They Didn’t Have To

   Written by on December 28, 2017 at 12:47 pm

logo-smith-gregWhen I was a kid, money was tight.  I remember how difficult it was for my parents to provide Christmas gifts for their kids.  They knew we wished for things like train sets and bikes, when all they could afford was the clothing that would keep us warm in the winter.  And they knew we were old enough to understand if Christmas was a little lean in difficult times.  But still they were able to scrimp and save and provide for not just our needs but our wants as well.  They wanted to express their love by going above and beyond what was required, even though they didn’t have to.

Being a blessing—even when you don’t have to—this is the call of Christmas.

Mary was a poor girl from a rural family in Palestine.  One day she was taken aback when an angel appeared to her and announced that she had been chosen to bear the Son of God, even though she was a virgin.  She could have turned the angel down, but for her, it was worth everything to have the Holy Spirit bear fruit in her life.  So she said, “Be it unto me as the Lord wills,” even though she didn’t have to.

Joseph was a carpenter with a growing business.  He was respectable in his town, until his fiancée turned up pregnant.  His family would be filled with shame and disgrace if he married her, and he planned to put her away privately.  But an angel appeared to him in a dream and told him not to be afraid to take her as his wife, for that which was conceived in her was of the Holy Spirit.  God didn’t force him to take the girl under his wing, but he agreed to marry the pregnant girl, even though he didn’t have to.

Caesar Augustus issued a decree that all the Roman world was to be taxed, and that each man must go up to his own hometown in order to register.  They had no knowledge that their baby would be born in Bethlehem, thus fulfilling prophecy.  Joseph was perfectly capable of going alone, but Mary wanted to go with him.  He brought about the prophesied birth by allowing her to go, even though he didn’t have to.

When they arrived in Bethlehem, there was no room for them in the inn.  But somebody had compassion on the woman in labor.  Nobody twisted their arm or required them to offer a place for the night.  Even so, they led Mary and Joseph to a cave that was being used as a barn, and there they provided shelter for the Christ Child, even though they didn’t have to.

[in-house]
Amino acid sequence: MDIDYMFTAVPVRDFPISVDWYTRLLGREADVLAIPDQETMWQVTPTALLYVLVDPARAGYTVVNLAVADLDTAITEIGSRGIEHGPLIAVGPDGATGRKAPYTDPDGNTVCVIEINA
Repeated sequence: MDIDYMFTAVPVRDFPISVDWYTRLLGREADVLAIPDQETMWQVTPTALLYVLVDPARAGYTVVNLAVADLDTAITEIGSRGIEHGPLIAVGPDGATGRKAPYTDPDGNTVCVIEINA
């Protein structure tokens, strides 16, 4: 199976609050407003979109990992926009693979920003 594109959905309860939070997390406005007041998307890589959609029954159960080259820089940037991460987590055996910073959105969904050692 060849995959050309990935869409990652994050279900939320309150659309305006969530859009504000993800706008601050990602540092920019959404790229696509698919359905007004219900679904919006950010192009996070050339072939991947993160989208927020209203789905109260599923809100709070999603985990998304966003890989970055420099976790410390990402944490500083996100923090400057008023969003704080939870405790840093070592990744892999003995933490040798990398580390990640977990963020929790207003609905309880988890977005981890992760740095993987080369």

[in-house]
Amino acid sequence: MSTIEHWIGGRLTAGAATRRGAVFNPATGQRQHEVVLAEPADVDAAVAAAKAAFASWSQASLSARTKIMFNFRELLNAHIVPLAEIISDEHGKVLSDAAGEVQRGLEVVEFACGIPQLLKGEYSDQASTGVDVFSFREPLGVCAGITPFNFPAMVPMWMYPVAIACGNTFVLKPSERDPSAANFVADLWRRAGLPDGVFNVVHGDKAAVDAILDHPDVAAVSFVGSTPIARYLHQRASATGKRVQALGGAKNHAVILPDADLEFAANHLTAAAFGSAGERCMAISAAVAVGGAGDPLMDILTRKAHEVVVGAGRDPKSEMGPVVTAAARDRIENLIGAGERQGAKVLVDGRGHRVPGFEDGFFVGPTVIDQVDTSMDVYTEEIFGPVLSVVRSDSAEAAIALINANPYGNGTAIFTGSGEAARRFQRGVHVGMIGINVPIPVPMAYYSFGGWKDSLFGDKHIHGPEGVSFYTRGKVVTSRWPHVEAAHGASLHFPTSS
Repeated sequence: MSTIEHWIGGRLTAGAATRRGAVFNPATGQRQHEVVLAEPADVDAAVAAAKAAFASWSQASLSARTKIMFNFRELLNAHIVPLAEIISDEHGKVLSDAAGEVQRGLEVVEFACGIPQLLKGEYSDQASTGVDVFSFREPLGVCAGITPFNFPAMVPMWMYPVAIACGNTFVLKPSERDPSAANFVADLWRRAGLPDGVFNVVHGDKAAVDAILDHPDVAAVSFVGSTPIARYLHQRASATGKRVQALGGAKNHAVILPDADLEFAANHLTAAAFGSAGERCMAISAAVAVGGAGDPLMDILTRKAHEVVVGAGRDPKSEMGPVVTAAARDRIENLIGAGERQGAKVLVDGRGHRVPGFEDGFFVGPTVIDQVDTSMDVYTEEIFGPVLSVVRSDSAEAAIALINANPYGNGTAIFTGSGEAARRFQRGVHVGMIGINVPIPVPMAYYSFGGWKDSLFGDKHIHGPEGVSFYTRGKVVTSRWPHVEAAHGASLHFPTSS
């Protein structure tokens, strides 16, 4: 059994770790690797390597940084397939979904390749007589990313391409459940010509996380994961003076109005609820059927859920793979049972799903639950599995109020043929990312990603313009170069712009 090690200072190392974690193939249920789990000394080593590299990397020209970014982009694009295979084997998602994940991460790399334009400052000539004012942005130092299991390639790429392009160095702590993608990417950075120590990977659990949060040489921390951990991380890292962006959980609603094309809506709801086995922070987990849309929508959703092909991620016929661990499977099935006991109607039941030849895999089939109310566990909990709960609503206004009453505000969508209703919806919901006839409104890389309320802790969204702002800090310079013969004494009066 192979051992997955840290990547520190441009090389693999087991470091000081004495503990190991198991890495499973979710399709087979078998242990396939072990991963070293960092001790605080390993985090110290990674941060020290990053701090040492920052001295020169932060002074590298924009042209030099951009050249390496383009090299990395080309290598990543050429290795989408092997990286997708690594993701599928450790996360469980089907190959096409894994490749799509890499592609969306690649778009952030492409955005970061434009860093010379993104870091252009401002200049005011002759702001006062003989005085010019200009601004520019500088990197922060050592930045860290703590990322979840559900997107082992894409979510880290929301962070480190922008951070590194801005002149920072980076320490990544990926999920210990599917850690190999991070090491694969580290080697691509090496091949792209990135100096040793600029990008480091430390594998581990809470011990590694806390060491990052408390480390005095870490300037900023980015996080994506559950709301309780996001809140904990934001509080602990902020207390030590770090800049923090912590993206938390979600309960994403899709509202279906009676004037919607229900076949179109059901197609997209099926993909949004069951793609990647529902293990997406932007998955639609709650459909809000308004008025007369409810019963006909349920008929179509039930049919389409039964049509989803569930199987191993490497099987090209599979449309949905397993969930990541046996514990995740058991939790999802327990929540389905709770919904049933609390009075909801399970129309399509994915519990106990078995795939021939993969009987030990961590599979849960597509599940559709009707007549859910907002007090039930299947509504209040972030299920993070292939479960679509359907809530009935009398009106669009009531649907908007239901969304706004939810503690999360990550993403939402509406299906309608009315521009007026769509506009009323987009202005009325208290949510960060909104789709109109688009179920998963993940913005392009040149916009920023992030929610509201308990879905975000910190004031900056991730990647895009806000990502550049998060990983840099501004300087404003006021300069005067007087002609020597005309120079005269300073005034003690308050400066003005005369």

In the fields there were shepherds watching their flocks by night.  Suddenly brilliance flashed all around them, and an angel from the Lord appeared to them, announcing Jesus’ birth.  Now, the shepherds had a lot of responsibility there with the sheep, and they could have stayed with them there on the hillside.  But they wanted to see the newborn king, and they went to worship him, even though they didn’t have to.

Far away in Persia, wise men saw the star which heralded the kingly birth.  Their sages told about a great one which would be born to be king of the Jews.  It was such a great distance for them to travel—history would never have known any different if they had remained at home.  But they came and brought their gifts—even though they didn’t have to.

Oh, and one more.  Enmeshed in the glory of five hundred billion galaxies, the Eternal Christ looked with pity on the dustball called Earth.  From the lofty heights of the celestial throne, surrounded by concentric circles of rainbow upon rainbow, the Supreme Being of the Universe made a decision of grace.  There were no ultimate requirements that he give up his glory and bless us with the Divine presence on Earth.  No heavenly statute dictated that God should become flesh.  And yet limitless Christ became finite man as Mary’s travail resulted in the birth of a baby, called Jesus.  He came to Earth to walk among us, teach us, die because of us and arise for us—even though he didn’t have to.